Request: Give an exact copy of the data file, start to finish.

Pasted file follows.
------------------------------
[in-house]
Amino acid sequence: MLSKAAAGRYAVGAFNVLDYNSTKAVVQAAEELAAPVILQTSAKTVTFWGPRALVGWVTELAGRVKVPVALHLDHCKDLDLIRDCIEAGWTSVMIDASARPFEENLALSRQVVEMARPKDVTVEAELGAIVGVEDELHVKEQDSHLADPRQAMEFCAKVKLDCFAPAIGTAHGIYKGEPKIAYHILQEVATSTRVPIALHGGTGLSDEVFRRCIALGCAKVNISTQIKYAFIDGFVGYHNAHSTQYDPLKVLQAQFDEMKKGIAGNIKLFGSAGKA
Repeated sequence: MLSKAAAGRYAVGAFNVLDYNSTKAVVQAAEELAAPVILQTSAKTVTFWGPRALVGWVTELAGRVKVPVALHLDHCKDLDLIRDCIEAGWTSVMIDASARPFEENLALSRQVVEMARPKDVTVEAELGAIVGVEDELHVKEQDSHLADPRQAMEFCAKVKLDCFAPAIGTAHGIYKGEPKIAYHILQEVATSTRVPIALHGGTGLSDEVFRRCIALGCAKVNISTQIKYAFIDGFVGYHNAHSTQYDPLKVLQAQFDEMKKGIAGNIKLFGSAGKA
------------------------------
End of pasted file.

[in-house]
Amino acid sequence: MLSKAAAGRYAVGAFNVLDYNSTKAVVQAAEELAAPVILQTSAKTVTFWGPRALVGWVTELAGRVKVPVALHLDHCKDLDLIRDCIEAGWTSVMIDASARPFEENLALSRQVVEMARPKDVTVEAELGAIVGVEDELHVKEQDSHLADPRQAMEFCAKVKLDCFAPAIGTAHGIYKGEPKIAYHILQEVATSTRVPIALHGGTGLSDEVFRRCIALGCAKVNISTQIKYAFIDGFVGYHNAHSTQYDPLKVLQAQFDEMKKGIAGNIKLFGSAGKA
Repeated sequence: MLSKAAAGRYAVGAFNVLDYNSTKAVVQAAEELAAPVILQTSAKTVTFWGPRALVGWVTELAGRVKVPVALHLDHCKDLDLIRDCIEAGWTSVMIDASARPFEENLALSRQVVEMARPKDVTVEAELGAIVGVEDELHVKEQDSHLADPRQAMEFCAKVKLDCFAPAIGTAHGIYKGEPKIAYHILQEVATSTRVPIALHGGTGLSDEVFRRCIALGCAKVNISTQIKYAFIDGFVGYHNAHSTQYDPLKVLQAQFDEMKKGIAGNIKLFGSAGKA